Twenty four days after setting off from Land's End on a mountain bike, Jonathan Hill arrived in John O'Groats, relieved to have finally completed the iconic cycling route.
By the time The Road to Parity's Founder and Chairman had reached the north east tip of Scotland, he was travelling on his third back wheel because of multiple fractures along the way. He'd also had to replace his seat, tyres, inner tubes and brake pads, and was wearing a wrist support following a fall coming over the Cairngorms in the Scottish Highlands.
After pedalling the entire length of Great Britain solo and unsupported through some of its most challenging cycling terrain, he had this to say on his 3 August arrival in John O'Groats.
Jonathan, a keen cyclist, wanted to combine a personal challenge with the launch of donation channels for the charity - and do something positive during Covid. A JustGiving page was set up and the pedal against poverty fund-raising target was set at £1,500. Daily updates were posted on the charity's Facebook page after the 11 July departure from Land's End. The final fund-raising total was £2,356.
"I'm really pleased the fund-raising target has not only been reached, but exceeded," Jonathan said. "A big thanks to all those who followed the journey and donated, including the kind people who gave along the way. The support meant a lot and provided much-needed encouragement, particularly when climbing some of those killer hills!"
All the money raised goes to Project Unnati (meaning progress) in India. The programme helps people in extreme poverty to set up tiny businesses - with a one-off grant of around £50.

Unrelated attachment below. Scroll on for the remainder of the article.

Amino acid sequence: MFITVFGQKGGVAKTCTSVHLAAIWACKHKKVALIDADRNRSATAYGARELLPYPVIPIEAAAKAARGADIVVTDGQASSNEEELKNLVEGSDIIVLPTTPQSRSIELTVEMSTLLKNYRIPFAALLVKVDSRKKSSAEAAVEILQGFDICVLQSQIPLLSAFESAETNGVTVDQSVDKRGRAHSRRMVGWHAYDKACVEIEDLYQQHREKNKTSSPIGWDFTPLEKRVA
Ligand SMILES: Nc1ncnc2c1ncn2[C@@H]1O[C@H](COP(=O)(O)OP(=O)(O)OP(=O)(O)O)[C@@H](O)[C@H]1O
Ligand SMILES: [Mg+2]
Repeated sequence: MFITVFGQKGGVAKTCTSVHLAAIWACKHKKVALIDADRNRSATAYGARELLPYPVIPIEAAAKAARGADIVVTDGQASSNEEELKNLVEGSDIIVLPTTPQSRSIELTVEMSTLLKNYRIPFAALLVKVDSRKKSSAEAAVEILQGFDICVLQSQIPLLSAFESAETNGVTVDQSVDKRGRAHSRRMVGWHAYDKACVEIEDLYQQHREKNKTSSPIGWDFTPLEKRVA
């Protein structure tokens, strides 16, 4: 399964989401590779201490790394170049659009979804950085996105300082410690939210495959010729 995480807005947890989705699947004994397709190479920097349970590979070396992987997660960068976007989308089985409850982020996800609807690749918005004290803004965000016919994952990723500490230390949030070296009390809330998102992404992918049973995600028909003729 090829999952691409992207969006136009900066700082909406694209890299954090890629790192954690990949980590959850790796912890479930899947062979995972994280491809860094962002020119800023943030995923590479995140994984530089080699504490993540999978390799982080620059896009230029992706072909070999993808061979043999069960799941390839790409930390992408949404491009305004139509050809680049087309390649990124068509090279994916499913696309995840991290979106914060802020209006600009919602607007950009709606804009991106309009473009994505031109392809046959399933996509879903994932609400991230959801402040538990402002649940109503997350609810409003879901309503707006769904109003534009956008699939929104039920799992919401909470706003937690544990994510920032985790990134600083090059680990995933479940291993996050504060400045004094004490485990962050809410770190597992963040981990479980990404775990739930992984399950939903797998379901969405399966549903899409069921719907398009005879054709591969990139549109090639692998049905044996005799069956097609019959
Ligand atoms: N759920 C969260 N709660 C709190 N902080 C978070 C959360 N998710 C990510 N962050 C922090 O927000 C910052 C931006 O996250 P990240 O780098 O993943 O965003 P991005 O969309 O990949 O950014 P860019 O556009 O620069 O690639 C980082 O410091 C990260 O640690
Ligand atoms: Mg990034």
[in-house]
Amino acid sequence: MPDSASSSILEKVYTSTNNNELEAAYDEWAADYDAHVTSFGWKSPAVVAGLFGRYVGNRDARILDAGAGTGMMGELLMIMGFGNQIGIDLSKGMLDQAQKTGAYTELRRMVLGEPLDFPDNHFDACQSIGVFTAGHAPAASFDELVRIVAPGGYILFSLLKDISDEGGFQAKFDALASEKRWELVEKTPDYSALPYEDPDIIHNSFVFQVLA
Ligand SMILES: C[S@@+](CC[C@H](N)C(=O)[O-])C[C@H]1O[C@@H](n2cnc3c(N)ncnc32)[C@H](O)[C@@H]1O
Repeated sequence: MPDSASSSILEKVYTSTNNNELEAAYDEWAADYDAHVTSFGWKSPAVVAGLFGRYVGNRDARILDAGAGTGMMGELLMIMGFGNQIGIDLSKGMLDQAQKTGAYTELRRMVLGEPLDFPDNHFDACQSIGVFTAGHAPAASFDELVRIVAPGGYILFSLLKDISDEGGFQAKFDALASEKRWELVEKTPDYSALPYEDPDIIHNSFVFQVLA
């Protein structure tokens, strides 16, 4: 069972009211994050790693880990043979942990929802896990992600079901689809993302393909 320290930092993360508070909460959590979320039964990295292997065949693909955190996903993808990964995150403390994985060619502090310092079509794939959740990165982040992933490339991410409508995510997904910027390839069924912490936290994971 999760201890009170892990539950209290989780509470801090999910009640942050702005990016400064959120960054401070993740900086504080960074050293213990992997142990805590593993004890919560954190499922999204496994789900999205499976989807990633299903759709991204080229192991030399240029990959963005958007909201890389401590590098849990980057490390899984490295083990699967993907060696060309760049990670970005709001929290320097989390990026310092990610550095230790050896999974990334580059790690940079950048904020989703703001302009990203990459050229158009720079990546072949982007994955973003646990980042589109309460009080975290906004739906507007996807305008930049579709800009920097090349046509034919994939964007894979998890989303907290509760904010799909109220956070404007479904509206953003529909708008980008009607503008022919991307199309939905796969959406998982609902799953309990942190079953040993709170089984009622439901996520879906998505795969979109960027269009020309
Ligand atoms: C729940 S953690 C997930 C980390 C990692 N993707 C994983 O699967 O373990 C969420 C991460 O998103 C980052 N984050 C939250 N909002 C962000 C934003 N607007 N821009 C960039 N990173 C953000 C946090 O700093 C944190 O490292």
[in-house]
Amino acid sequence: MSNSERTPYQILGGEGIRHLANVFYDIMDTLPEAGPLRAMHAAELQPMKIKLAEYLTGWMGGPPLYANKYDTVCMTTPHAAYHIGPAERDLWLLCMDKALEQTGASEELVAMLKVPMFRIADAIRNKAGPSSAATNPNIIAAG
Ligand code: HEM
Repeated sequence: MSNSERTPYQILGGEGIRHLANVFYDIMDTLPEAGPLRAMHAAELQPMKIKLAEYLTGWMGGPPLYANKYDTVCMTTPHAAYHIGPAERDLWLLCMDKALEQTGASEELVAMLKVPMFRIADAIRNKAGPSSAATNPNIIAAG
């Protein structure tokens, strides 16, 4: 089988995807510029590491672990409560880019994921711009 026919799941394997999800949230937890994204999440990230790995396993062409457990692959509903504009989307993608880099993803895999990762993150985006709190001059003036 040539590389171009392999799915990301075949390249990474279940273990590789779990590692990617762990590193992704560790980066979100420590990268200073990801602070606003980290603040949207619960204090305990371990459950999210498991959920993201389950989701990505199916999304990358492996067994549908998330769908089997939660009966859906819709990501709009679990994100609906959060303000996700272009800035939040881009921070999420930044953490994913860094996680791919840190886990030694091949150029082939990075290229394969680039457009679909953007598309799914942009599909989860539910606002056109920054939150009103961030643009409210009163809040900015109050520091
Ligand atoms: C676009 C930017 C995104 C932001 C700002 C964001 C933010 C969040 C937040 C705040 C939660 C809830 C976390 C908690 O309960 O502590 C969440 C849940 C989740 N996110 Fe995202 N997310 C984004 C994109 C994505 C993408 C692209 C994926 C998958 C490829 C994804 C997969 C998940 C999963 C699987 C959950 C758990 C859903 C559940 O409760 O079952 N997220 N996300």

Many of the entrepreneurs who are supported have had little education and are illiterate. Despite this, the results so far have been extremely promising. None of the businesses - mostly street stalls - have failed and household income has increased by up to 120%.
Reflecting on the journey, Jonathan said: "The trip gave me so much more than I expected. Yes, it was an immense physical challenge and I'm glad it motivated people to donate. But it was also an opportunity to re-acquaint myself with my home country - an incredibly diverse, and at times, stunningly beautiful island."
The route took Jonathan through England, Wales, back into England, and up through Scotland. Including the 17 miles back to Wick train station from John O'Groats, the overall distance covered was 932 miles.
He added: "As I progressed north, so many aspects gradually changed; accents, culture, architecture, landscape and the weather. It was so refreshing and therapeutic to be so close to nature day after day, especially in areas of wilderness. And all of this as Covid restrictions were lifting with different rules in different places. It was a truly fascinating adventure and one I will never forget."
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